The ability to come home with a paycheck that covers the bills, keeps a roof overhead, and provides enough for some savings can give people confidence and a sense of honor in what they do.
“It not only helps us as a state, it helps that person. … Our job is to help people,” said Rep. Tim Mahoney (DFL-St. Paul), chair of the House Jobs and Economic Development Finance Division.
The bill contains both policy and finance provisions aimed at helping people across the state get good jobs that can take them out of poverty and allow them to invest in their futures, Mahoney said.
It would be funded in the 2020-21 biennium through $343.84 million in direct appropriations from the General Fund and $68.41 million in appropriations from the Workforce Development Fund.
Nearly $75 million in the bill is tied to grants intended to help people getting out of poverty, $10 million of which is focused on establishing or expanding businesses. This would not only help owners of small and mid-sized businesses improve their own economic status, but also provide opportunities for others, Mahoney said.
The bill would also support employment services for people with criminal records, youth, and people with disabilities; programs to help small towns in Greater Minnesota achieve economic sustainability; and initiatives focused on closing the opportunity gap between Minnesotans of color and their white neighbors.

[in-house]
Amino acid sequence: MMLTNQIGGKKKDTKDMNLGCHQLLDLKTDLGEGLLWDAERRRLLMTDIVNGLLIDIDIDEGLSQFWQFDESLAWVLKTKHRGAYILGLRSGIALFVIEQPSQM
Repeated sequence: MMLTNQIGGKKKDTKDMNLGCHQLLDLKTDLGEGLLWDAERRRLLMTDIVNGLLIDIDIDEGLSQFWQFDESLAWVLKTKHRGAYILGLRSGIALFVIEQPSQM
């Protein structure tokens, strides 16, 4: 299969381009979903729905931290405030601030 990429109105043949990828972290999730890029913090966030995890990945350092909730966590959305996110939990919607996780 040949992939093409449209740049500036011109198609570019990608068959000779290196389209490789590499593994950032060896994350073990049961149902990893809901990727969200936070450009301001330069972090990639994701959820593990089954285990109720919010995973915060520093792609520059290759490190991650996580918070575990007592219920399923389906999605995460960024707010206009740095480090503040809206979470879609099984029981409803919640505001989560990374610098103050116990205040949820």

The bill would appropriate money to “significantly more” agencies than in the past, to fund the paid family and medical leave expansion proposed in HF5, which is sponsored Rep. Laurie Halverson (DFL-Eagan), said Solveig Beckel from the nonpartisan House Fiscal Analysis Department.
The bulk of that cost represented in the omnibus jobs and economic development bill is $32.52 million for the Department of Employment and Economic Development to cover administration, outreach, education, and technical assistance.
Other funding provisions tied to HF5 include:
DEED Commissioner Steve Grove observed that the omnibus jobs and economic development finance bill focuses on the element of “community prosperity” highlighted as a priority in Gov. Tim Walz’s proposed budget, and commended the bill for these investments.
He also expressed enthusiasm for the bill’s support of the state’s “innovation economy,” including $5 million to fund the Minnesota Innovation Collaborative through operating grants, administration, and grantee activities, as proposed in the governor’s budget.
These initiatives are vital “for our state’s ecosystem,” Grove said. “New ideas are going to be required to achieve new results.”
He expressed concern, however, with the omnibus’s proposed levels of funding for the Minnesota Investment Fund and Minnesota Job Creation Fund, which – at a respective $9 million and $11 million – are both well below the funding levels proposed in the governor’s budget, he said.
The omnibus jobs and economic development finance bill does not contain any provisions related to broadband or Commerce Department energy resources, which are under consideration in different divisions this year, Mahoney said.
Other notable finance provisions in the bill would provide:
Some notable policy provisions would:
What’s in the bill?
The following are selected bills that have been incorporated in part or in whole into the omnibus jobs and economic development finance bill.